across the region on Monday night. Highs on Monday will be in the
mid 70s to mid 80s with lows Monday night in the mid 50s to mid

Tuesday and Tuesday night...Expect more mainly dry weather with
just a chance of a shower way up north late Tuesday night. Highs
on Tuesday will be in the mid 70s to mid 80s with lows Tuesday
night in the mid 50s to mid 60s.


Wednesday and Wednesday night, a cold front associated with a
digging upper level trough will bring a threat of showers and
thunderstorms to the region. All models now agree that the cold
front will come through in two parts, not entirely pushing through
the area until around 12Z Thursday. Chance pops on Wednesday and
Wednesday night with highs mid 70s northwest to mid 80s in the mid
Hudson Valley and lows in the low 50s to low 60s.

For Thursday into Saturday...models again agree that a big dome of
high pressure will build in from the great Lakes and Eastern Canada.
This will result in a brisk northerly flow of much cooler air with
generally fair and dry weather. Slight chance POPs Thursday morning
for any residual showers from cold front. Expect highs in the 60s in
the hill towns to 70s in the valleys and lows in the 40s and 50s.

There is a low probability of some frost in the normally colder
locations on Saturday Morning.


Mainly VFR conditions forecast for the next 24 hours.

Today...Radiation fog that has developed this morning should
dissipate by 13Z. Mid and high level clouds will gradually
increase ahead of a cold front approaching from the Great Lakes
region. Scattered showers and thunderstorms will develop north and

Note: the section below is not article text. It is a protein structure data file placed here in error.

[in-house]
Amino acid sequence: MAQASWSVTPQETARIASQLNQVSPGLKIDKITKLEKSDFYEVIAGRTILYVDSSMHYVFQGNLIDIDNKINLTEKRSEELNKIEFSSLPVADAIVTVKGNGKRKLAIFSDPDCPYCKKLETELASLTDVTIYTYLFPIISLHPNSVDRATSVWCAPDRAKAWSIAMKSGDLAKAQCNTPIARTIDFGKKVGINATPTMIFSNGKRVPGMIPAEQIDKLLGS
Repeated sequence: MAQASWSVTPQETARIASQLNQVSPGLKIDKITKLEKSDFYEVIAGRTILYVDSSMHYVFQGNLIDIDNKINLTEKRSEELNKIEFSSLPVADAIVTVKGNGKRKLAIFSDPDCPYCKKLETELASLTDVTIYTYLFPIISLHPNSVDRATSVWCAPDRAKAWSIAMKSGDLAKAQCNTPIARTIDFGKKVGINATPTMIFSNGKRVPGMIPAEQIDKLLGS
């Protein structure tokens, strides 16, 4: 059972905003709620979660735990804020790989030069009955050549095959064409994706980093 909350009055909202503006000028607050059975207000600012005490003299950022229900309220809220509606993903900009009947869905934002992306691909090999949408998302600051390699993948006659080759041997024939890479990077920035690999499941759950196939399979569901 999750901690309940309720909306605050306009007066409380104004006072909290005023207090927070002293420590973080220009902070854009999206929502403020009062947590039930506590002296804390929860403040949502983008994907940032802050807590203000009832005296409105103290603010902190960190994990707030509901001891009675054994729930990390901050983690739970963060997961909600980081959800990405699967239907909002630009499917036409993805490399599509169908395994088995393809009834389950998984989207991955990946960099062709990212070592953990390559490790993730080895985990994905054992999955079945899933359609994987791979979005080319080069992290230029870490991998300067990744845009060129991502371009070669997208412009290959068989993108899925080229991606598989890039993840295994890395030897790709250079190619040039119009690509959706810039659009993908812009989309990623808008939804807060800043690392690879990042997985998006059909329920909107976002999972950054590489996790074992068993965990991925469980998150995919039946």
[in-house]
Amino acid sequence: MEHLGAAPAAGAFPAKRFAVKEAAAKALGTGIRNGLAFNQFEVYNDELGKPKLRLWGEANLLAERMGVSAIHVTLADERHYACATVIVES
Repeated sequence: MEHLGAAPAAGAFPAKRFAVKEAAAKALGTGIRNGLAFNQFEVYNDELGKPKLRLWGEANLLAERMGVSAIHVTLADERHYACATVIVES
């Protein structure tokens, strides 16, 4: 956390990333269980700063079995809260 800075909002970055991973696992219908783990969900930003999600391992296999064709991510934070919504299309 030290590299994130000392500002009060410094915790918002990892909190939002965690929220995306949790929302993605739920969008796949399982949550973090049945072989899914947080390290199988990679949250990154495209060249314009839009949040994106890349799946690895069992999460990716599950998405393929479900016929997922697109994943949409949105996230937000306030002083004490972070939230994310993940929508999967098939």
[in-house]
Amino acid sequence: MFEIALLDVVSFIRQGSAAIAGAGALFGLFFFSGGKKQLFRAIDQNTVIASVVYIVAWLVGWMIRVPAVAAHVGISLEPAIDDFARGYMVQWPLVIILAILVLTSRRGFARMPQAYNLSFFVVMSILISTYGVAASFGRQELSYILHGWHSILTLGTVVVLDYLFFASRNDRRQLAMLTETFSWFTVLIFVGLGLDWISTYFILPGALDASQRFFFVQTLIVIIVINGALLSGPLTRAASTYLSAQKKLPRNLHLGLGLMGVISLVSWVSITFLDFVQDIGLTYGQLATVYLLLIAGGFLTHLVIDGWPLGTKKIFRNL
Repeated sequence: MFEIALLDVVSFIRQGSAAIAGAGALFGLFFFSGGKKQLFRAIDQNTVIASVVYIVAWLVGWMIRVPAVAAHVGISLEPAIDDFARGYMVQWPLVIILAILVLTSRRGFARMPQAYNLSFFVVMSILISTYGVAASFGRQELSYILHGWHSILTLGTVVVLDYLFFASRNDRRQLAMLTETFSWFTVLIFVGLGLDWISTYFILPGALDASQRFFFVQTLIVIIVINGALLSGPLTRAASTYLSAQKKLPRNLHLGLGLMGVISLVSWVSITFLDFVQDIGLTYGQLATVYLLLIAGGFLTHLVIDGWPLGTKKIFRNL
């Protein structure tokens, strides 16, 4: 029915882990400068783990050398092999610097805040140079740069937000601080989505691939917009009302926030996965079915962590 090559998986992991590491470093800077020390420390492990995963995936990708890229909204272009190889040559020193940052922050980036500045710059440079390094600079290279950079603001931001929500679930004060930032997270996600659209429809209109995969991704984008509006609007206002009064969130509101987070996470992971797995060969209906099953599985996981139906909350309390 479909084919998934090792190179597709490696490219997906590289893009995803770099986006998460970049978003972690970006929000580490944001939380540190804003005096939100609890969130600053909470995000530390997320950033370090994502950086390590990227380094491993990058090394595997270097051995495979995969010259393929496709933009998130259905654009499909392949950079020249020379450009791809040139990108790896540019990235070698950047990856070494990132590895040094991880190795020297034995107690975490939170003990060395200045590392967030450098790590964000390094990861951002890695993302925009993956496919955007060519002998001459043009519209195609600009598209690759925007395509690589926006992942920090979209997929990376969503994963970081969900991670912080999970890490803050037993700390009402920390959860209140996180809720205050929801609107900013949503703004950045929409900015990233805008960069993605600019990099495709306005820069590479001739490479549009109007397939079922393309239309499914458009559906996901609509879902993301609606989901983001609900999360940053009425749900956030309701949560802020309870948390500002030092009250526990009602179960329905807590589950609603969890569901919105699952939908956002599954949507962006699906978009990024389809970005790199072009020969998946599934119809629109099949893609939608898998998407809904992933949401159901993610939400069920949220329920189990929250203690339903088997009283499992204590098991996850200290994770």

west of the TAF sites this afternoon and slowly move southeast.
Forecast models show this activity weakening in the evening before
reaching the TAF sites. Best chance for lightning/thunder later
today looks to be at KGFL.

Tonight...some rain showers possible at the TAf sites as the cold
front continues to move southeast across the area. Late night and
early morning restrictions due to fog are again possible
especially for any TAf sites that see rain.

Winds today generally south to southwest at 5 to 15 kts. Tonight
southwest winds at 5 to 10kts are forecast.


Monday Night: No Operational Impact. NO SIG WX.
Tuesday and Tuesday Night: No Operational Impact. NO SIG WX.
Wednesday and Wednesday Night: Moderate Operational Impact. Chance of SHRA...TSRA.
Thursday: Low Operational Impact. Slight Chance of SHRA.
Thursday Night: No Operational Impact. NO SIG WX.
Friday: No Operational Impact. NO SIG WX.


Warm and dry conditions will hold through much of this afternoon.
A cold front will cross the area tonight, bringing the threat of
showers and thunderstorms. Dry weather will take hold Monday and

Relative humidity values will drop to 50 to 70 percent today,
recover to 90 to 100 percent tonight, and drop to 45 to 60 percent
on Monday.

Winds will be south to southwest at 5 to 15 mph today, west at 5
to 10 mph tonight, and northwest at 5 to 10 mph on Monday.


Warm and dry conditions will hold through this afternoon. The
next chance of rain will be on late this afternoon and tonight
associated with a frontal boundary. Rainfall amounts will
generally be between a tenth and half an inch. No hydro problems
are anticipated.

For details on specific area rivers and lakes, including observed
and forecast river stages and lake elevations, please visit the
Advanced Hydrologic Prediction Service /AHPS/ graphs on our website.




NEAR TERM...Frugis